Glencore production solid despite falling prices
GENEVA (AP) — Glencore International PLC, one of the biggest traders in raw materials like metals and coal, saw its production levels rise in the third quarter despite a drop in the price of many commodities.
The Swiss-based commodities giant — whose production reports serve as a global snapshot of the supply and demand for commercial materials — reported Thursday that business during the third quarter was "good, despite generally weaker commodities prices."
Production rose in both the July to September quarter and on a nine-month basis, the company said. Among the highlights were an 18 percent increase in gold production by its Kazakh producer Kazzinc and a doubling in coal production, mainly in South Africa, over the first nine months of the year.
But the company also noted that challenges such as transport strikes in South Africa, a strike on the border of Congo and Zambia and power outages in Congo had cost it some growth. It also saw no turnaround in the weakening global economy.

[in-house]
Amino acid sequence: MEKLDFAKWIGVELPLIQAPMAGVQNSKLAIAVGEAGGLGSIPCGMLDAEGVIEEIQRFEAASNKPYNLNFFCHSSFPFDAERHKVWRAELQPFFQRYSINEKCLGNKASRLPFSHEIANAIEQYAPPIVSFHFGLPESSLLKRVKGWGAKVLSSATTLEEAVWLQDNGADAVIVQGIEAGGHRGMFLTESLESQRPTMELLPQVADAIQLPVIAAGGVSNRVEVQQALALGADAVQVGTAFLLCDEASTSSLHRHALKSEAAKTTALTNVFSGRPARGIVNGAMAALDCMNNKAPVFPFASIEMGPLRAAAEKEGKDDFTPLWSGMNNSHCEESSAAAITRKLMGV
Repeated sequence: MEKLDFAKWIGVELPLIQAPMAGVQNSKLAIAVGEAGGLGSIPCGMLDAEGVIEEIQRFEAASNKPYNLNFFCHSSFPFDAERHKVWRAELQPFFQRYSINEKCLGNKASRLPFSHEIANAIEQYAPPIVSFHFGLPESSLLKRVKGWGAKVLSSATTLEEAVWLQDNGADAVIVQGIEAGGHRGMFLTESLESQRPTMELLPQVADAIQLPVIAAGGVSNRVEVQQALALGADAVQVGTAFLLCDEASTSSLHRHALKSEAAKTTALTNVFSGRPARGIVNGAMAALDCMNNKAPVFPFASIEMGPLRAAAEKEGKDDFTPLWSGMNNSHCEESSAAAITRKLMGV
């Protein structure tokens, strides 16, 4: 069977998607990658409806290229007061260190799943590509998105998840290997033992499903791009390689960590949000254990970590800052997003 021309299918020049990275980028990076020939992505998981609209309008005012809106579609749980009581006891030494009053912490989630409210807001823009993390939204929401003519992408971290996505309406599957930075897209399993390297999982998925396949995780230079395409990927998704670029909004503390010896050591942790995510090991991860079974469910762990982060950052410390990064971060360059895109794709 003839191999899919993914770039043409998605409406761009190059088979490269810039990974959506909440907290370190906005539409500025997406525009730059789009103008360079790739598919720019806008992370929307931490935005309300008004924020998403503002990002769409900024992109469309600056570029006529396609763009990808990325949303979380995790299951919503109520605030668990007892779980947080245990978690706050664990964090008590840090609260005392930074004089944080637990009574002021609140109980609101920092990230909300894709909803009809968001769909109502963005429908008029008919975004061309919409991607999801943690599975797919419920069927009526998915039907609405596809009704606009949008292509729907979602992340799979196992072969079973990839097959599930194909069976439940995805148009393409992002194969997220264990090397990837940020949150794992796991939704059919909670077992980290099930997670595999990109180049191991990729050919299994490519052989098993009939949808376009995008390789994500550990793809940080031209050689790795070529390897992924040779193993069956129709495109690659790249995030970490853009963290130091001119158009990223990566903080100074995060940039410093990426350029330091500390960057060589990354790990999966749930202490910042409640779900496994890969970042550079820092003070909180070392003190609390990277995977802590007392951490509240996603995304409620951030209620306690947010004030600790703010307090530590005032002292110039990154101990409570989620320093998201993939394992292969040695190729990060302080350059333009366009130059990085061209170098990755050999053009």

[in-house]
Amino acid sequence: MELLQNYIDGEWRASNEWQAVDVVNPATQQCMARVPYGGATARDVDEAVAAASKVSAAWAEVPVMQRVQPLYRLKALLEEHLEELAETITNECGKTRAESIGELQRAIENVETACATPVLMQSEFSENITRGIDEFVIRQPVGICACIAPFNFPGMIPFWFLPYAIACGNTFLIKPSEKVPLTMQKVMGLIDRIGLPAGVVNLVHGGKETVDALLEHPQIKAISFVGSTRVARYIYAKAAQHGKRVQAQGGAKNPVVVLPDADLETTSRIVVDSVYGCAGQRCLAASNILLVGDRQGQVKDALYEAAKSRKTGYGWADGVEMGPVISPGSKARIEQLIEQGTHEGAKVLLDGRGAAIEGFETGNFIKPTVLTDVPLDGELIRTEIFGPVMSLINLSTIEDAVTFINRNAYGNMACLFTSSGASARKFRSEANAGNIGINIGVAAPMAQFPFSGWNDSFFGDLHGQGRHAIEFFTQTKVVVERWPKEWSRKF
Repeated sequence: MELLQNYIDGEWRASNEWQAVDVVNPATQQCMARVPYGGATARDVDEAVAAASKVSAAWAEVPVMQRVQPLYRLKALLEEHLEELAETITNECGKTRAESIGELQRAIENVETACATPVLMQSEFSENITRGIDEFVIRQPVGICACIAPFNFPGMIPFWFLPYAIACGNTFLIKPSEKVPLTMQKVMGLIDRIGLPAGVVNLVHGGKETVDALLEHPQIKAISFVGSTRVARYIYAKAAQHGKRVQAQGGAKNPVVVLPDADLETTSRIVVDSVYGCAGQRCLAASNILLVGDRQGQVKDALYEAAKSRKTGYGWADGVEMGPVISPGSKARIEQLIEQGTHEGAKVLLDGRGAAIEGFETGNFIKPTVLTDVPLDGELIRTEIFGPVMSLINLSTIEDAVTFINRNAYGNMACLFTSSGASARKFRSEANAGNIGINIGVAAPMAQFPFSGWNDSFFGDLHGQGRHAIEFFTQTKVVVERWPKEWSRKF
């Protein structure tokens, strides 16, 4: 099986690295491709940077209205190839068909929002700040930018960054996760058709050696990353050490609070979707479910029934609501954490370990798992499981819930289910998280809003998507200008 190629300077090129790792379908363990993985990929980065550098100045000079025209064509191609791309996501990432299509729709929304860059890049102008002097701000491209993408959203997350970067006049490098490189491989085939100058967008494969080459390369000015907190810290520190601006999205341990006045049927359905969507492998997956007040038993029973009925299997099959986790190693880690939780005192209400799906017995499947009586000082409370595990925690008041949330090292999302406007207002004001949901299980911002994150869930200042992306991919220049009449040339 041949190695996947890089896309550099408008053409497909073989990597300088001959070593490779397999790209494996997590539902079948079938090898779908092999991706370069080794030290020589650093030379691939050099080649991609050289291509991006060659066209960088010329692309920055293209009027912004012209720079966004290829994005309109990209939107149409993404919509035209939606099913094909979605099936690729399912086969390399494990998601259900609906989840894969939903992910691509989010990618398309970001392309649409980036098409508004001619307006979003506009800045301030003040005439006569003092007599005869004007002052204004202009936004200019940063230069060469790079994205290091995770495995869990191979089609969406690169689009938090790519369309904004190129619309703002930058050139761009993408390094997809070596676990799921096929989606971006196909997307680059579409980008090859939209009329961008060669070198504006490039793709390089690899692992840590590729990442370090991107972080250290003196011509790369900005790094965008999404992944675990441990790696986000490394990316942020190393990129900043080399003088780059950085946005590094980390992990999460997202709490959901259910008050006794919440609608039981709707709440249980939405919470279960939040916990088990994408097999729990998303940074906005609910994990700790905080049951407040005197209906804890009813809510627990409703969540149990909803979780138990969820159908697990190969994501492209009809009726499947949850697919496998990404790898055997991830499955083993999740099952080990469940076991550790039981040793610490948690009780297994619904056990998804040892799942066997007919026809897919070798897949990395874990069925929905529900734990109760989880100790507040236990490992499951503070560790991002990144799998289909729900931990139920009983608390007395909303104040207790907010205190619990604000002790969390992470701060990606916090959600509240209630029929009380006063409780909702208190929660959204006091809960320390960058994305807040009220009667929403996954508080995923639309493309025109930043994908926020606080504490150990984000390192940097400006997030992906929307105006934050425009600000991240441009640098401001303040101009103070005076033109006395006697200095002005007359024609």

"We are not assuming any short term material improvement in global macro conditions," the company said, adding that it was "confident" it can remain competitive.
Glencore said its debt fell and it had $9 billion in cash liquidity.
Earlier this week, Glencore told European Union regulators it would relinquish some dominance in the European zinc market to gain approval of its $70 billion merger with Anglo-Swiss mining company Xstrata PLC, which is based in Zug, Switzerland, and was formed in 2002 when it bought Glencore's coal assets. Due to the EU's antitrust concerns, Glencore offered to cancel its exclusive marketing deal with Belgian-Swiss leading zinc producer Nyrstar NV.
That would give an opening to Glencore's rivals to take on the role of trading house for Nyrstar, the world's largest zinc smelter.
Glencore extracts, ships and refines raw materials from coal to copper to corn. It is based in the Swiss town of Baar but has its main stock listing in London. Shares in Glencore were up 1.25 percent Thursday at 3.44 British pounds ($5.56).